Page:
Food contamination can become a real concern especially if you have babies at home or very young children at home. A child's immune system is vulnerable because it is not yet as strong as an adult’s.
Food can become contaminated at different stages — from the time it is still being produced in the farm or factory up to the time we prepare it in our homes. Contamination can be pathogenic and also environmental. Pathogenic contaminants include bacterial, viral and parasitic agents while environmental contaminants may include pesticides and other chemicals that may contaminate food during production and processing.
Common microbial and parasitic sources of food poisoning Food contamination is usually caused by bacterial agents. Salmonella, shigella and campylobacter are usually found in raw meat and poultry, contaminated eggs and unpasteurized milk. Escherichia coli, more commonly known as E. coli is also found in raw meat and unpasteurized milk and come in many strains. However, a particular strain, E. coli O157 can cause serious hemorrhagic (bloody) diarrhea and kidney failure.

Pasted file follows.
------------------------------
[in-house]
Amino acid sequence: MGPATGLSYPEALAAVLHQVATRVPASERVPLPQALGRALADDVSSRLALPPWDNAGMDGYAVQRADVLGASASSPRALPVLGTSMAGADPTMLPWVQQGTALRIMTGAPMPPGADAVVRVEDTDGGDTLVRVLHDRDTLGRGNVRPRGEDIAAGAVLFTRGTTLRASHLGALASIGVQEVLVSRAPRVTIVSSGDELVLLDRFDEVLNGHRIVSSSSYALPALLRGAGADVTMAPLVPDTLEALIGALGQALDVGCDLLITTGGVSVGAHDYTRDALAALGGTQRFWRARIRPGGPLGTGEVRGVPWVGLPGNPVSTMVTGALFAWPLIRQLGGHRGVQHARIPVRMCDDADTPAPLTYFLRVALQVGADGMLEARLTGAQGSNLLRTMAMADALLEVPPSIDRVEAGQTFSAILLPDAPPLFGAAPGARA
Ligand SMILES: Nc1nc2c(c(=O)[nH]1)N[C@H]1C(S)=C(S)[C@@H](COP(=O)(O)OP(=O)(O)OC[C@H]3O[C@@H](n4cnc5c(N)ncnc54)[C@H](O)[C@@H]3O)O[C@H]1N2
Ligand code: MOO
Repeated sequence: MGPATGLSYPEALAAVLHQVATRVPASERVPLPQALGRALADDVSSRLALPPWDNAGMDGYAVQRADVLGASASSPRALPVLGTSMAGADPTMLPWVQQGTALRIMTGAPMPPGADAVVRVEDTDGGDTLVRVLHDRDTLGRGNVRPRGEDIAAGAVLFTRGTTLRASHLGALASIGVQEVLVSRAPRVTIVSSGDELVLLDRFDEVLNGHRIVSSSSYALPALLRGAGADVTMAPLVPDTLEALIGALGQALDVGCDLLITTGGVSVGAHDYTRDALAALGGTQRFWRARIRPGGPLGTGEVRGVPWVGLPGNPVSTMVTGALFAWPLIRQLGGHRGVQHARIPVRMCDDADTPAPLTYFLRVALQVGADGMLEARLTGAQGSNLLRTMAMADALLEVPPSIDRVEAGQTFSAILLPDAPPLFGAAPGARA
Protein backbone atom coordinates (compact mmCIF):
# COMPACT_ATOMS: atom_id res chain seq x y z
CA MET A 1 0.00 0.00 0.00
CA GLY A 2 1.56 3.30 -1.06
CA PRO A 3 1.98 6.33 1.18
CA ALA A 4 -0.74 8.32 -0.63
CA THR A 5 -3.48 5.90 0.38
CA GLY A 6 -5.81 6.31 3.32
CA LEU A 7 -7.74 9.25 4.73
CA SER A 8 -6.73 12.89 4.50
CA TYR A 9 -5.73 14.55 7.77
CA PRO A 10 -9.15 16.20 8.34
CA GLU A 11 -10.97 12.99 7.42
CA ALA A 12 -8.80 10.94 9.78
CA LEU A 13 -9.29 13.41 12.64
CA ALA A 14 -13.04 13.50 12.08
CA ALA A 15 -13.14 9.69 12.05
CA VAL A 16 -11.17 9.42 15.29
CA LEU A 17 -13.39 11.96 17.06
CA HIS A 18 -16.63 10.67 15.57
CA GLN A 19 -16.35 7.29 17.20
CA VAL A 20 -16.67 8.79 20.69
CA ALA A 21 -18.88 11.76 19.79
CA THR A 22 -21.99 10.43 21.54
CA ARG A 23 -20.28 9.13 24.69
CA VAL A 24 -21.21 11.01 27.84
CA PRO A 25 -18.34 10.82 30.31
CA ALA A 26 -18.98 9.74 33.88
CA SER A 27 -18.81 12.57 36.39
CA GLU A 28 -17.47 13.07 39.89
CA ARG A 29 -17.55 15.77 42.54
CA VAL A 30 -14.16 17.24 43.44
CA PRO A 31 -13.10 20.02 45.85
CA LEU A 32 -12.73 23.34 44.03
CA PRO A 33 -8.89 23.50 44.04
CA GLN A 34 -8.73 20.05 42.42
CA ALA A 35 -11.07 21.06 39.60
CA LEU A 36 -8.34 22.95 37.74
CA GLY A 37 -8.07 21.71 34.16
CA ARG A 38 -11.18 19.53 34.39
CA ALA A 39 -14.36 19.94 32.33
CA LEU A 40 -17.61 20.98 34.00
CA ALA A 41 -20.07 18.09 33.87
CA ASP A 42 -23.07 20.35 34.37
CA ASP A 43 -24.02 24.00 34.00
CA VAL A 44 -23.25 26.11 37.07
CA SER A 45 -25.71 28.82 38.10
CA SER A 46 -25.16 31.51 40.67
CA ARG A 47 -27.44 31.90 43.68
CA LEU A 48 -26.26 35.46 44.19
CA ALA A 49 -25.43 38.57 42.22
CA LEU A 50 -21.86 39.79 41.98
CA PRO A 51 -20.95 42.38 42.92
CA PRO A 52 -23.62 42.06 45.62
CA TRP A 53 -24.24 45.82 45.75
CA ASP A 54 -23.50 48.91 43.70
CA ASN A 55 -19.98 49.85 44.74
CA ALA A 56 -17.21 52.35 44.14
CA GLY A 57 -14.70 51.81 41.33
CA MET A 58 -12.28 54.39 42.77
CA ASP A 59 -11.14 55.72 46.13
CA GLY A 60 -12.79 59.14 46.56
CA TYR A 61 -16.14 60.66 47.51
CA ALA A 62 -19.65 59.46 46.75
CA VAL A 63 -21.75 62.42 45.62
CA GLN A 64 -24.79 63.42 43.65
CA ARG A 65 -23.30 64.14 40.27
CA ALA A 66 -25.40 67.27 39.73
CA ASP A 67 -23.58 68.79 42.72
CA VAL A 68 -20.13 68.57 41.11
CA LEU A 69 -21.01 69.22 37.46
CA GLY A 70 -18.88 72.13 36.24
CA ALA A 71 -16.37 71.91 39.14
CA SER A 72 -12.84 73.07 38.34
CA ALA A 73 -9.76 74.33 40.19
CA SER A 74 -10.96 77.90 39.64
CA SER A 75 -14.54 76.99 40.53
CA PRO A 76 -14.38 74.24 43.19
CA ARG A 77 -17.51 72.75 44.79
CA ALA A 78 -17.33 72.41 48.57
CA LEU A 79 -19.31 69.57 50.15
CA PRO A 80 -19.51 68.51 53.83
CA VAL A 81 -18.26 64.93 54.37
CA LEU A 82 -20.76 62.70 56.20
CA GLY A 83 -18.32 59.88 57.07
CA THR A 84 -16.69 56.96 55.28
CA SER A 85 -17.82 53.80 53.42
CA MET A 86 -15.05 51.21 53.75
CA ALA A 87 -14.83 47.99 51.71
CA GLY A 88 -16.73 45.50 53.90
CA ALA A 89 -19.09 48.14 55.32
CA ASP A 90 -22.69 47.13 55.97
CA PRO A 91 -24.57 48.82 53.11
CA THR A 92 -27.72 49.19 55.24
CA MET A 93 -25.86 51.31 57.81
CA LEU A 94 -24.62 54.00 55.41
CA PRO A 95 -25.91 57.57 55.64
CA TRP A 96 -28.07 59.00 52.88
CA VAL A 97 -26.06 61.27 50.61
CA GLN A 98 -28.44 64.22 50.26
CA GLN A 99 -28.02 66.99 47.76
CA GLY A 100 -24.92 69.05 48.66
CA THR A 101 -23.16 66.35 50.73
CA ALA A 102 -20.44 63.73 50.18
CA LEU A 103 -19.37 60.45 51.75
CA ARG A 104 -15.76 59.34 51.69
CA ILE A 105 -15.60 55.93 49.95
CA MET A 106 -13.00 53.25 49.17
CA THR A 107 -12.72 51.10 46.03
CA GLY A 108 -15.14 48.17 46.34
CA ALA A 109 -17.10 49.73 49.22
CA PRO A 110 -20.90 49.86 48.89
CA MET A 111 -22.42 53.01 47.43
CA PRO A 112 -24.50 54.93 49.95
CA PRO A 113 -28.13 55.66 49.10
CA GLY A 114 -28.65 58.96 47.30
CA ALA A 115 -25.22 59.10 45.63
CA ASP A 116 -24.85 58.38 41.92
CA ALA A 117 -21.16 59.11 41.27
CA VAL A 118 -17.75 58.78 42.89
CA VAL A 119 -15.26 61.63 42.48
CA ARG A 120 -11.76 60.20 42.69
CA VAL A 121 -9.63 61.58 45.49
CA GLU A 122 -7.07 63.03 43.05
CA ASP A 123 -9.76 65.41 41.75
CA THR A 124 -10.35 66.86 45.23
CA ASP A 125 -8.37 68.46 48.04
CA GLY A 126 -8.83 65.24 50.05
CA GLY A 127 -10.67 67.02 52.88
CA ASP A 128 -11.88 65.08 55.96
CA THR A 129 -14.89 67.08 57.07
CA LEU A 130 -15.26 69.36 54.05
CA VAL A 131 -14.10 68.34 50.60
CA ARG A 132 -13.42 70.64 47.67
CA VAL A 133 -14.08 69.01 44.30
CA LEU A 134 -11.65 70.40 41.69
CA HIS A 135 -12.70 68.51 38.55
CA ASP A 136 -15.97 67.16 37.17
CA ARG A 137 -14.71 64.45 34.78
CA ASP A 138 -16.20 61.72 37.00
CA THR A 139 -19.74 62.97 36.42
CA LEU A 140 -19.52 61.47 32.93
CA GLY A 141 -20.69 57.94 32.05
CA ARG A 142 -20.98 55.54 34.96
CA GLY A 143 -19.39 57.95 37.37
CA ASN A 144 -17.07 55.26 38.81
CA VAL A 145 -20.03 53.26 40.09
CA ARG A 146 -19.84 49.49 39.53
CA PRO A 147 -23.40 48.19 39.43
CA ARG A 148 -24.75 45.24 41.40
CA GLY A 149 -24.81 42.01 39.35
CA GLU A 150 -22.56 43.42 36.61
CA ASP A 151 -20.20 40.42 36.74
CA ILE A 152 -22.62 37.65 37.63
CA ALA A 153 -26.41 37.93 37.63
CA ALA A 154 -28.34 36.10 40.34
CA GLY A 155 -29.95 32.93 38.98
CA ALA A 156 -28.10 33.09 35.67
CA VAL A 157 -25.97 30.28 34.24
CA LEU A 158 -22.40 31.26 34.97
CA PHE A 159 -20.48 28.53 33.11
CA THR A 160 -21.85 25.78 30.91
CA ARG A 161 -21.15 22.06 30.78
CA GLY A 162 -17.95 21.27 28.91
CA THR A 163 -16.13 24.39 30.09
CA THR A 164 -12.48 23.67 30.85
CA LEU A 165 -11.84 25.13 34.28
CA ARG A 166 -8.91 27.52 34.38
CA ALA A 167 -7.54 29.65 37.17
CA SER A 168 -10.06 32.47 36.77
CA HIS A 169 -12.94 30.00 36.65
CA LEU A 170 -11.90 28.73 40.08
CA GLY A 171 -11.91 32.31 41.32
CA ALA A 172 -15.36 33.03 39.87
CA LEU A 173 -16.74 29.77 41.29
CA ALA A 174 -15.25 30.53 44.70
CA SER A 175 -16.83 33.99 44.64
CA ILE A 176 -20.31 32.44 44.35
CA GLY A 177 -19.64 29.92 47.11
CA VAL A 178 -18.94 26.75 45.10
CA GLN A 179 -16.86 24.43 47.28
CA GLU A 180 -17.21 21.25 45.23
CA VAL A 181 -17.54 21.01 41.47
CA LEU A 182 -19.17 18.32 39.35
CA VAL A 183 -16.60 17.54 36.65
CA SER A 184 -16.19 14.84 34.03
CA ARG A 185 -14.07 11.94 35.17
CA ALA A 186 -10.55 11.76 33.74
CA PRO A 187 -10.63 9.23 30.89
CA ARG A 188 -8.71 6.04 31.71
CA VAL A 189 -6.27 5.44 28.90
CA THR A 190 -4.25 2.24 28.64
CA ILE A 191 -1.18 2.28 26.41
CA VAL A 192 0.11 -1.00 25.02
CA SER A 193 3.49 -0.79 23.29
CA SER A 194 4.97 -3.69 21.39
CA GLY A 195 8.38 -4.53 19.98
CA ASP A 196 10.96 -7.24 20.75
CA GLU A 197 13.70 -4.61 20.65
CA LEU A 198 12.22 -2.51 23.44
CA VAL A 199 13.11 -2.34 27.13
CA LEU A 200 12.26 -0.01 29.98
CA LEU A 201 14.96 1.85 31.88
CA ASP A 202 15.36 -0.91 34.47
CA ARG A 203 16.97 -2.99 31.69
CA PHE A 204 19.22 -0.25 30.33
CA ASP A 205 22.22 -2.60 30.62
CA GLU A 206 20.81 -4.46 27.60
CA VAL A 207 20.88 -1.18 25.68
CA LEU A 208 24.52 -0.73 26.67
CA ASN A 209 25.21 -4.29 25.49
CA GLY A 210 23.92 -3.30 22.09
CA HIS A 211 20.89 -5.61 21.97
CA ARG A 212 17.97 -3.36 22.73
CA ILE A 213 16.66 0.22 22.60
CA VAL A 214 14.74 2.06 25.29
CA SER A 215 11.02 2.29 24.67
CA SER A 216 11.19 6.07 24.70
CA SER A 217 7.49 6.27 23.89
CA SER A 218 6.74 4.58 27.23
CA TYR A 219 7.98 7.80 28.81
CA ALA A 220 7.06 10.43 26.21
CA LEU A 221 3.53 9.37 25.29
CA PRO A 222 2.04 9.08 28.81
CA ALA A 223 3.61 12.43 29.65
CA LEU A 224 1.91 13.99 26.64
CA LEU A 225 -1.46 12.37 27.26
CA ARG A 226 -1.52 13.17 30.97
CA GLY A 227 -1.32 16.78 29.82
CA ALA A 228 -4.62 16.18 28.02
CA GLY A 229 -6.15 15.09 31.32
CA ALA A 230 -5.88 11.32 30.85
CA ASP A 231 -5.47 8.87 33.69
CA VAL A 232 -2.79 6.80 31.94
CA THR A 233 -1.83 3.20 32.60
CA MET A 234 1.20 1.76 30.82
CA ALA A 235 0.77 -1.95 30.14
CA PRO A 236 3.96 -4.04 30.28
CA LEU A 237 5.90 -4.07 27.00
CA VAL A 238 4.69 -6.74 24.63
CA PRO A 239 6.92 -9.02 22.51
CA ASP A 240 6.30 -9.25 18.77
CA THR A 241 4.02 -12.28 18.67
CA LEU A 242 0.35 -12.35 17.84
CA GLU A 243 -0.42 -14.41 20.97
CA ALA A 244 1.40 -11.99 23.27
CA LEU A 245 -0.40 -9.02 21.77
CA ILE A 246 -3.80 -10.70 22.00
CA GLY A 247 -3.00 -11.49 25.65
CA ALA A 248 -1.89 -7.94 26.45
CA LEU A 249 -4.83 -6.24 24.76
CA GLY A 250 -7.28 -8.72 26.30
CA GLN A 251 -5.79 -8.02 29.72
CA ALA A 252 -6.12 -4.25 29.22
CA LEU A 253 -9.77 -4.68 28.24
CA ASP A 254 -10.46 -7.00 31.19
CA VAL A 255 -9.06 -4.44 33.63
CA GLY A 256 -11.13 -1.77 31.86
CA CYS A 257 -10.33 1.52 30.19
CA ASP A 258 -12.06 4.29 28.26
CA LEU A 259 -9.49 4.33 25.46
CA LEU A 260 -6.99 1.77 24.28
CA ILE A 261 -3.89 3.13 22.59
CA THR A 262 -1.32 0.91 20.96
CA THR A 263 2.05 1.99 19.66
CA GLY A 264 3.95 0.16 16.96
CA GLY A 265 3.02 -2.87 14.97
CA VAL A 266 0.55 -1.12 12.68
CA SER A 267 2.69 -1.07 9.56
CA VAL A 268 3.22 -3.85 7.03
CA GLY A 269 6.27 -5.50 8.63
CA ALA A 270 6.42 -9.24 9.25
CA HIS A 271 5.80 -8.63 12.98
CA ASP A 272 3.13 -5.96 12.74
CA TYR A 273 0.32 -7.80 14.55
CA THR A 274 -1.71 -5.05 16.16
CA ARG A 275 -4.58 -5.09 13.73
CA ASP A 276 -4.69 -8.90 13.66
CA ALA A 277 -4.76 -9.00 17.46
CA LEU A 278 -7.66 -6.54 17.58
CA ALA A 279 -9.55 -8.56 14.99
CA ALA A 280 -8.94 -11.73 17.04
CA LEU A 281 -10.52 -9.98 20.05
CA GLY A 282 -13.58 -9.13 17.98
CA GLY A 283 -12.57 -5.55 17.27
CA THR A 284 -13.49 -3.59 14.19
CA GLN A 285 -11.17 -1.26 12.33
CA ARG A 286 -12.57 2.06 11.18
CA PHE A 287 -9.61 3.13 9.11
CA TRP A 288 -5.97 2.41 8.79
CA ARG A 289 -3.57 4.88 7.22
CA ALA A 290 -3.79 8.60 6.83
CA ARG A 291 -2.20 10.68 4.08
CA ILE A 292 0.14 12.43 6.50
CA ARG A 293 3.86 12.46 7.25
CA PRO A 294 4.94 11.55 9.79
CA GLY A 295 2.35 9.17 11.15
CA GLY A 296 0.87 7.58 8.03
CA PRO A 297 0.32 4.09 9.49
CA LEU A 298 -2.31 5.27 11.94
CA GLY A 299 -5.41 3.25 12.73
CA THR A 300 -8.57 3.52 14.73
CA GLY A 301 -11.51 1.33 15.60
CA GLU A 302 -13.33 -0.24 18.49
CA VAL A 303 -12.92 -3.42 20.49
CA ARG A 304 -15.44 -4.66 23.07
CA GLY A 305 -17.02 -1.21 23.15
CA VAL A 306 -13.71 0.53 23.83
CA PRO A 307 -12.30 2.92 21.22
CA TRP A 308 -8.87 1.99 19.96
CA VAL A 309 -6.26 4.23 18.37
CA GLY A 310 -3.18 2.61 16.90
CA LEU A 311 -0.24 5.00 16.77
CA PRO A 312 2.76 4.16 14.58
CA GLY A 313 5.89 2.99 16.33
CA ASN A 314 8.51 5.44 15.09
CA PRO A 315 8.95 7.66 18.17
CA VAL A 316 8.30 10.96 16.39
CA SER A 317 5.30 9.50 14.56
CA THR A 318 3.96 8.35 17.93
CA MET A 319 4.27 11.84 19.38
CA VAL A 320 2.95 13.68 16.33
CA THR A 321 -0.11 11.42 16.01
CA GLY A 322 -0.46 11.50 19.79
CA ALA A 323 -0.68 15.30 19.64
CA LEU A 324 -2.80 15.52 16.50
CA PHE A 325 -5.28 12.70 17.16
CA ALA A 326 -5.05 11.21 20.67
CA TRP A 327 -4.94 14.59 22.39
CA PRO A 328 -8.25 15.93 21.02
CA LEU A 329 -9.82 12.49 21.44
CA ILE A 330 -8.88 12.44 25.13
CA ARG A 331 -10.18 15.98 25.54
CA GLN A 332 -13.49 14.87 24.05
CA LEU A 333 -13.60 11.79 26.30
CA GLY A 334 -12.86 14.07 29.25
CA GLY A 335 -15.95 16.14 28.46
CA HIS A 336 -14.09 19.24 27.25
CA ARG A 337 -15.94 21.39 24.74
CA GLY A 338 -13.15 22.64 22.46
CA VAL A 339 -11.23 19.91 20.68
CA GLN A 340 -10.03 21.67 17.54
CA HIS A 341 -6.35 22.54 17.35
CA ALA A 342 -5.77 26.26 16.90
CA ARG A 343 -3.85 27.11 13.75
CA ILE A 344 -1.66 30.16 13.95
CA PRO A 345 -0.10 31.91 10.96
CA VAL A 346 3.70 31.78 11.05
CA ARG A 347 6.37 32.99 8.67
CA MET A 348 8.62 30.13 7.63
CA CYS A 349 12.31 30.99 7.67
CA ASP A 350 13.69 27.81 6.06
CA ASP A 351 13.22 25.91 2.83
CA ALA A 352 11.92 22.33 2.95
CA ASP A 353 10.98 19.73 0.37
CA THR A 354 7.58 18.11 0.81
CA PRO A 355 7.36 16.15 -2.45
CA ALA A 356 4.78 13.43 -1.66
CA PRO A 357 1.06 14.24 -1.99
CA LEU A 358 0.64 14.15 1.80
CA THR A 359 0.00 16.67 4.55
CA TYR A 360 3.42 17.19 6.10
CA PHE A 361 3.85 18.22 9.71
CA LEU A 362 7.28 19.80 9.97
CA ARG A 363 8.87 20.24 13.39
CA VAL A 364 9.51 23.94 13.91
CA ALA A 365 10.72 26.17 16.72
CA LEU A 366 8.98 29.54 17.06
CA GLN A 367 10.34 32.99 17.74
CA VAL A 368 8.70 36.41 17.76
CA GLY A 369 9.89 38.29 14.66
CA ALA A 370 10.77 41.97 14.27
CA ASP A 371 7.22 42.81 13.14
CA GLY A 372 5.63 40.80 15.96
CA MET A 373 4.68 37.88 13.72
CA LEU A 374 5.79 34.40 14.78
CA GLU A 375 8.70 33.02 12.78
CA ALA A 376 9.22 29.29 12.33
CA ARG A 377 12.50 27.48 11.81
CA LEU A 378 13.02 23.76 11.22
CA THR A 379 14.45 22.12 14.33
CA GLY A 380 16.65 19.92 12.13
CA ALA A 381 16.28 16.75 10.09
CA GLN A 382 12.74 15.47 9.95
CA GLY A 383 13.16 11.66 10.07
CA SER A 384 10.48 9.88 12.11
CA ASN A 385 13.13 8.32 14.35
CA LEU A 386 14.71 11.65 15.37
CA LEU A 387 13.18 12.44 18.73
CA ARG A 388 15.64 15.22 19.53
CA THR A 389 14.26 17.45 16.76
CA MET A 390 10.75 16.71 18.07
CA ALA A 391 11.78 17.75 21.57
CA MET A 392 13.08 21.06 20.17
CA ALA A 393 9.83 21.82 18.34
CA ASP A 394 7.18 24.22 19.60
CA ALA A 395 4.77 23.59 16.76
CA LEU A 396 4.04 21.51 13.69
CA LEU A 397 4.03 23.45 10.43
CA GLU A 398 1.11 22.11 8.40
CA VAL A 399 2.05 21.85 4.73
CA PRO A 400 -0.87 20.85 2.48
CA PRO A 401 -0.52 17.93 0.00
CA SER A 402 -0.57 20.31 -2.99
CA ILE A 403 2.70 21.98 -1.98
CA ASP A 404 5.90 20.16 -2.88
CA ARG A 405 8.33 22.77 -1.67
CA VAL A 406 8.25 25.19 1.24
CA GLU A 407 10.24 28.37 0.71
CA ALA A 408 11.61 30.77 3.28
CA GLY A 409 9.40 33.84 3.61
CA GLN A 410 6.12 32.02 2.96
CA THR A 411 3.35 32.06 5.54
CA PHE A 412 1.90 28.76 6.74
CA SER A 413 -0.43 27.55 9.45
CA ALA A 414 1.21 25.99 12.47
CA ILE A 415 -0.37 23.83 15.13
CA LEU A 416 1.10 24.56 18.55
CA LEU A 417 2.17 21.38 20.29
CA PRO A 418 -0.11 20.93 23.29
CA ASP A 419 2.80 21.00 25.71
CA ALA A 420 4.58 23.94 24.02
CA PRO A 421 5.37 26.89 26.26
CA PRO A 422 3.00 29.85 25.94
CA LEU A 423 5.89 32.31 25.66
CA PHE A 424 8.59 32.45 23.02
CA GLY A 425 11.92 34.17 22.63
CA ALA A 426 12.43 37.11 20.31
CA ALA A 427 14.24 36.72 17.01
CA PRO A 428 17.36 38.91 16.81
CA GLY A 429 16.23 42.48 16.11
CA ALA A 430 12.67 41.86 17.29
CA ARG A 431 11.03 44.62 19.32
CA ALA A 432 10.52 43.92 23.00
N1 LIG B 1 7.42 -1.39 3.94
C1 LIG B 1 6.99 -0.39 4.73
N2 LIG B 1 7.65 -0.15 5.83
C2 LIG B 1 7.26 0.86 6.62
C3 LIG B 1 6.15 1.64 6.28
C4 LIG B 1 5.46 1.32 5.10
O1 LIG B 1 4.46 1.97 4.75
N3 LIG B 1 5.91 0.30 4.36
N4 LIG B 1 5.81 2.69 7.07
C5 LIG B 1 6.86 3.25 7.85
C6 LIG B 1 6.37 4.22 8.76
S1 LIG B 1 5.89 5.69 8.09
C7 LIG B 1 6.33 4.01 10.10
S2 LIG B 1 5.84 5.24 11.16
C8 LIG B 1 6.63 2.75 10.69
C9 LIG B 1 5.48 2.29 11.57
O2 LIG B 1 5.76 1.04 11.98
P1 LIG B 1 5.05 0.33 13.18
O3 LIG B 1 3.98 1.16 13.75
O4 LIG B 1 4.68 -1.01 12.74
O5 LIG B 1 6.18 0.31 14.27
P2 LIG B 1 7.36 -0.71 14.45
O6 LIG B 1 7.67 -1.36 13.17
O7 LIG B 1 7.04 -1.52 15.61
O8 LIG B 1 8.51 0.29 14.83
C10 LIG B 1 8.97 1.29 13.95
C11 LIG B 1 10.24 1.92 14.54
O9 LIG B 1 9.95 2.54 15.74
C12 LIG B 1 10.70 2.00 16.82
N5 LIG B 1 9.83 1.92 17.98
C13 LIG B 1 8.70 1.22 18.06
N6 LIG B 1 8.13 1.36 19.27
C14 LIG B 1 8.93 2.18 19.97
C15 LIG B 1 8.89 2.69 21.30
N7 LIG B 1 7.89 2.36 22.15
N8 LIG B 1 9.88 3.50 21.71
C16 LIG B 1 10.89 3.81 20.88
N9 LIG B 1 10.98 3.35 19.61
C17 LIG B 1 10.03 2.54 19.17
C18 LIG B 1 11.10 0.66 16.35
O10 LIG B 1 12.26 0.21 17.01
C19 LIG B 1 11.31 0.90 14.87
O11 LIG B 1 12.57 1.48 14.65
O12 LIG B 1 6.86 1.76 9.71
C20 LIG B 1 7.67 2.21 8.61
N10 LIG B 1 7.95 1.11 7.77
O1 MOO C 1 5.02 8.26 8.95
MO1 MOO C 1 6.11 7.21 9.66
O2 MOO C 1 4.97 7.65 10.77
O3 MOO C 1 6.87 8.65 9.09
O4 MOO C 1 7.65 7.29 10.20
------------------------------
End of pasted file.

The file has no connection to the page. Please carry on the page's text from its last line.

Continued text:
Viral agents like norovirus and hepatitis A virus may also cause food poisoning if an infected person does not practice proper hygiene and sanitation or if contaminated food is not sufficiently heated.
Parasites, which may come in the form of single-cell organisms (e.g. protozoans) and larger species (e.g. parasitic worms), may also contaminate food. One of the most common parasites is Entamoeba histolytica, a single-cell, waterborne organism which causes amoebic dysentery. Another species is Taxoplasma gondii, a single-cell parasite usually found in raw or undercooked meat and contaminated water. Parasitic worms like intestinal tapeworm and roundworm may also become a problem if food is not cooked properly and then consumed.
What you can do to prevent food contamination Knowing the basics of food safety is very important if you want to keep your family safe from food contamination caused by harmful germs and parasites.
1. Practice proper hygiene and sanitation. Cross contamination, which is the spread of pathogens between food, surfaces and food preparation equipment can be prevented if you practice proper hygiene and sanitation. Wash your hands and kitchen tools properly and disinfect surfaces regularly.
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